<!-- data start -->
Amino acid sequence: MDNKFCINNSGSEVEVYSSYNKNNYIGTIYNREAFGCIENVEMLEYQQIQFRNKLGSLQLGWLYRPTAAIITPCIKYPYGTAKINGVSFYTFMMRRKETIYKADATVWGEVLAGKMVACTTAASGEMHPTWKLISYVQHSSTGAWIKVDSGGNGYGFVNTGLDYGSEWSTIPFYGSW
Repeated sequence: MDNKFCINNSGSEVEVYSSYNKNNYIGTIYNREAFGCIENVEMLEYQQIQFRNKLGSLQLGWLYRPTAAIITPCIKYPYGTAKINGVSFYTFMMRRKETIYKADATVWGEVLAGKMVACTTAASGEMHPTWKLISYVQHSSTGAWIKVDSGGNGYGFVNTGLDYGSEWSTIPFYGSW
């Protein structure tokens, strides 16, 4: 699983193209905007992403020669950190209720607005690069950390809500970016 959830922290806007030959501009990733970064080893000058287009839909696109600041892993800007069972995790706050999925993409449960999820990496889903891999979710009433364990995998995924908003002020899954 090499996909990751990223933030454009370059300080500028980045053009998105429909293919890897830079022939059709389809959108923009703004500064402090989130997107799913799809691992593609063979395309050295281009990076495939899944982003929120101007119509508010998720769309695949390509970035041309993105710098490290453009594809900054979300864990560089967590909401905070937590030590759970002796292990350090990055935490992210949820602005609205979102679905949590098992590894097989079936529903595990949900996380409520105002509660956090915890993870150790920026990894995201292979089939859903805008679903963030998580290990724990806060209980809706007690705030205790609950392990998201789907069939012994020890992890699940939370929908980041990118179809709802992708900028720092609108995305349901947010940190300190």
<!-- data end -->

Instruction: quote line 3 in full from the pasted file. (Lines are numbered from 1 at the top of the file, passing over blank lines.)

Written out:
């Protein structure tokens, strides 16, 4: 699983193209905007992403020669950190209720607005690069950390809500970016 959830922290806007030959501009990733970064080893000058287009839909696109600041892993800007069972995790706050999925993409449960999820990496889903891999979710009433364990995998995924908003002020899954 090499996909990751990223933030454009370059300080500028980045053009998105429909293919890897830079022939059709389809959108923009703004500064402090989130997107799913799809691992593609063979395309050295281009990076495939899944982003929120101007119509508010998720769309695949390509970035041309993105710098490290453009594809900054979300864990560089967590909401905070937590030590759970002796292990350090990055935490992210949820602005609205979102679905949590098992590894097989079936529903595990949900996380409520105002509660956090915890993870150790920026990894995201292979089939859903805008679903963030998580290990724990806060209980809706007690705030205790609950392990998201789907069939012994020890992890699940939370929908980041990118179809709802992708900028720092609108995305349901947010940190300190």